Hong Kong boasts a vibrant café culture all its own, with a unique roster of distinctive local drinks not found elsewhere. One quintessentially Hong Kong specialty coffee drink is Yuanyang, a popular mixture of coffee and Hong Kong-style milk tea. This creative combination arose from the city’s mixed Western and Chinese cultures to produce an energizing and flavorful caffeine experience.
Yuanyang makes use of two beloved local beverages – strong coffee using instant coffee powder or espresso, and rich, creamy Hong Kong milk tea made from a black tea blend. It features about 3 parts tea to 1 part coffee, although proportions can vary based on personal preference. The use of evaporated milk and condensed milk give the drink its characteristic tan hue and velvety texture. Sweetness comes from copious amounts of sugar. The tea imparts hints of malt and the coffee provides boldness.
The unlikely pairing actually works wonderfully together - the intermingling of tea and coffee makes for a complex drink that provides the best of both worlds. You get the strong caffeine kick and slight bitterness from the coffee and the aromatic, smooth flavors of Hong Kong milk tea all in one comforting cup. One can sip and enjoy the nutty, malty tea notes in one moment and then the intense coffee accents in the next.
Hong Kong locals adore Yuanyang and it's available at dai pai dongs (open air food stalls), cha chaan tengs (local diners), and tea shops across the city. It's especially favored as part of a classic Hong Kong-style breakfast, alongside dishes like congee, fried dough sticks, and egg tarts. The drink provides a serious caffeine boost to start the day. It's also a go-to for afternoon tea breaks and late night sipping.
Travelers visiting Hong Kong who want to partake in authentic local experiences absolutely must sample this specialty drink. The unique blend of flavors and textures encapsulates Hong Kong's one-of-a-kind food culture and heritage. It also offers visitors a chance to see how Western influences like coffee became incorporated into Chinese tea-drinking traditions, producing something new and wonderful.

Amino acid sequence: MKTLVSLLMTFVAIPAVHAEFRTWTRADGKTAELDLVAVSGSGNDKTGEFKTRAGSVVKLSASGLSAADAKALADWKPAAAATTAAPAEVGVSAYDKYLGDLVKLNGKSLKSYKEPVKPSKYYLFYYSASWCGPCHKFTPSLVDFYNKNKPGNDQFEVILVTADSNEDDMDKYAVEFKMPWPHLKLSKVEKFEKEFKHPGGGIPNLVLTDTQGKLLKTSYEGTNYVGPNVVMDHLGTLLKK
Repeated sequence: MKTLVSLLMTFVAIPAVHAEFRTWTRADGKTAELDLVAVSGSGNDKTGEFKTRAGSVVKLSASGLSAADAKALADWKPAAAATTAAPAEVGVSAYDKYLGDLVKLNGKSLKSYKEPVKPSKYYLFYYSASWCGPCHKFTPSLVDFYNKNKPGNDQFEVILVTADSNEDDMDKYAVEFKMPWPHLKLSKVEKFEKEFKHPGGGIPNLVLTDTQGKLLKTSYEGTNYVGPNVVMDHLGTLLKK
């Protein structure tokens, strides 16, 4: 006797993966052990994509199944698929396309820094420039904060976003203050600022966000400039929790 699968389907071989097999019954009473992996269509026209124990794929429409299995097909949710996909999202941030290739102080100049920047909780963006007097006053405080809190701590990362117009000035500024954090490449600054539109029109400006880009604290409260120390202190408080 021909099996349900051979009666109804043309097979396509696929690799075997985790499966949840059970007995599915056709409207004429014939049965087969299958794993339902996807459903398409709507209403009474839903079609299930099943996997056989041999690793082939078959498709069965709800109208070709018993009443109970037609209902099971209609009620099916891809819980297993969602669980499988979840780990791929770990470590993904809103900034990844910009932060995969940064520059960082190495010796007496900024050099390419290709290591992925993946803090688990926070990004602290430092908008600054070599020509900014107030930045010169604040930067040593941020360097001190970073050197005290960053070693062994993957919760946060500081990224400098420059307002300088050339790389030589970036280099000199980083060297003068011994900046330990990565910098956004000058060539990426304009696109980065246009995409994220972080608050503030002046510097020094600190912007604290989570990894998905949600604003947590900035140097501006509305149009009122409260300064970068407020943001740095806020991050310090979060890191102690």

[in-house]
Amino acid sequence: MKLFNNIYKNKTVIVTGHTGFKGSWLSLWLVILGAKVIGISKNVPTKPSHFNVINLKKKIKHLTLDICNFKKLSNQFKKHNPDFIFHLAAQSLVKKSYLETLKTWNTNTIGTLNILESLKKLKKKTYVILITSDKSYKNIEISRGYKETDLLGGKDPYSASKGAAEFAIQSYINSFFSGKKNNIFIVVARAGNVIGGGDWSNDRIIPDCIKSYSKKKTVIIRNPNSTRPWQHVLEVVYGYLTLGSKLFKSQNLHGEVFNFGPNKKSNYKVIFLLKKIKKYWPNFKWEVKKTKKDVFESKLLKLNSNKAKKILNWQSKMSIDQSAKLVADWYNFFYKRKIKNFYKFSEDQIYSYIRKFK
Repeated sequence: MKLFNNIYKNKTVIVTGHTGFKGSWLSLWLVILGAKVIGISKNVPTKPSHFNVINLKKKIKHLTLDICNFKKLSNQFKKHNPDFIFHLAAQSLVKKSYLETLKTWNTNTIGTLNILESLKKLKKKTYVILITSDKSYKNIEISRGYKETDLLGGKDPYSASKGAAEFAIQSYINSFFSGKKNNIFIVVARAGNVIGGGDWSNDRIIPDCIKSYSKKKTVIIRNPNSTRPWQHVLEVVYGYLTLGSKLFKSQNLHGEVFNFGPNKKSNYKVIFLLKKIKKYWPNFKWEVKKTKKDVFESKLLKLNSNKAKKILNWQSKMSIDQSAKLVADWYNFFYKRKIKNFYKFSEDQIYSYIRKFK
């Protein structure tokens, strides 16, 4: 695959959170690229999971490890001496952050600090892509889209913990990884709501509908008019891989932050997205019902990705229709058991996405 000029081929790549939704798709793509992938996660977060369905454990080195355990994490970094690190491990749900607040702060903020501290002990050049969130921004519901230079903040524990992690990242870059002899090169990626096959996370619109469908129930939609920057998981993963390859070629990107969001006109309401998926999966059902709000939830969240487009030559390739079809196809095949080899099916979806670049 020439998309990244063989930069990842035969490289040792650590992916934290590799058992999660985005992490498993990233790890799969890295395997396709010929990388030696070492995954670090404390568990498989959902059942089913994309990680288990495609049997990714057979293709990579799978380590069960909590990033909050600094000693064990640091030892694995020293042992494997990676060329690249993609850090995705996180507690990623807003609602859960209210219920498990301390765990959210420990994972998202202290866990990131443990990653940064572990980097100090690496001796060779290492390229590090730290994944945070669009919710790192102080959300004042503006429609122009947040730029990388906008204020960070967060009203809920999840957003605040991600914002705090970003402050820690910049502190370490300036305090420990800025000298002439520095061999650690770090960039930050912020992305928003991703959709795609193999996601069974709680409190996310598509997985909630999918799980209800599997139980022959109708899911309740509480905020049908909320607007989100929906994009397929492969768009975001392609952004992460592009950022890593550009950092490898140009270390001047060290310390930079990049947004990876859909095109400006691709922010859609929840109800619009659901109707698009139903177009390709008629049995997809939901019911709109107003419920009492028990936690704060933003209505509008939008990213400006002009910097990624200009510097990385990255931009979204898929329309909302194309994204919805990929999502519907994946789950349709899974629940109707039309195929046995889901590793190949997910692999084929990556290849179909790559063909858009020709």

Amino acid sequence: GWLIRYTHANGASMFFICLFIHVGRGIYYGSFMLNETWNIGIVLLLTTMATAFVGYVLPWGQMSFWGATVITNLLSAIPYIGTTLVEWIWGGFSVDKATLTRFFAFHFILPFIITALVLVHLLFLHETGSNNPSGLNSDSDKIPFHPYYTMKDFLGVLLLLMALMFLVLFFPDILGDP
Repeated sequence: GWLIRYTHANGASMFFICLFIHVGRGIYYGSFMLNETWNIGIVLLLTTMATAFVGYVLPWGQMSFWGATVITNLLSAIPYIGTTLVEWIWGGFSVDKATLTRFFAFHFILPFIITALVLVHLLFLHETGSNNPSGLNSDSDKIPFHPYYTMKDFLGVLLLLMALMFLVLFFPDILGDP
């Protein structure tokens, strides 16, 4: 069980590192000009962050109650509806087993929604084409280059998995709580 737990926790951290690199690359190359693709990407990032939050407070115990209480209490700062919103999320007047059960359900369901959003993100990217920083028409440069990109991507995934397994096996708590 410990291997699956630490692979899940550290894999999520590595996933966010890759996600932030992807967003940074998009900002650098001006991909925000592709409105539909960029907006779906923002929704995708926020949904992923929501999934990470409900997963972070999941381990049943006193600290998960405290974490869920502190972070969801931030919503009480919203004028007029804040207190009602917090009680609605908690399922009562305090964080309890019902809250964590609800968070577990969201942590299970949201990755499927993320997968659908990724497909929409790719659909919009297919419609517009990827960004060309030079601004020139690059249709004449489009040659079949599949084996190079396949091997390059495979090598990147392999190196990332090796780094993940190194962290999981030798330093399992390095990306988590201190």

Globetrotting for Java: The 12 Most Delicious Coffee Drinks From Around the World - Café Touba - Senegalese Coffee Infused with Spices
Café Touba offers a distinctly Senegalese coffee experience characterized by the addition of spices to create a bold, invigorating brew. While many may be familiar with coffee consumption across Western cultures, Café Touba provides insight into how coffee culture developed in West Africa by incorporating local ingredients and customs. For travelers seeking an authentic cultural experience, sampling this spicy, robust coffee offers a chance to explore Senegalese traditions surrounding coffee.
Unlike the typical Western preparations favoring milk and sugar, Café Touba highlights the use of cloves and peppercorns to provide a spicy kick. This imparts the drink with a pronounced aroma and distinct peppery flavor. The coffee itself uses the robust, earthy Touba bean, specially grown in the region of Touba, Senegal. These beans yield a full-bodied brew with hints of tobacco and wood smoke.
The origins of Café Touba date back to 1887 with the establishment of the Mouride Brotherhood, a Senegalese Sufi order founded by Cheikh Ahmadou Bamba. The drink was named for the holy city of Touba, where Bamba took up residence, and was created to honor him. Preparing and consuming Café Touba took on spiritual significance. The cloves and peppercorns used were thought to symbolize Bamba's teachings of kindness and openness.
For locals, drinking Café Touba facilitates communion and hospitality. It is often served from elaborate tea sets into tiny cups as part of important rituals like baptisms, weddings, and holidays. The small pours represent humility and coming together. Guests customarily drink three rounds, indicating satisfaction. Such traditions reveal fascinating insights into Senegalese values.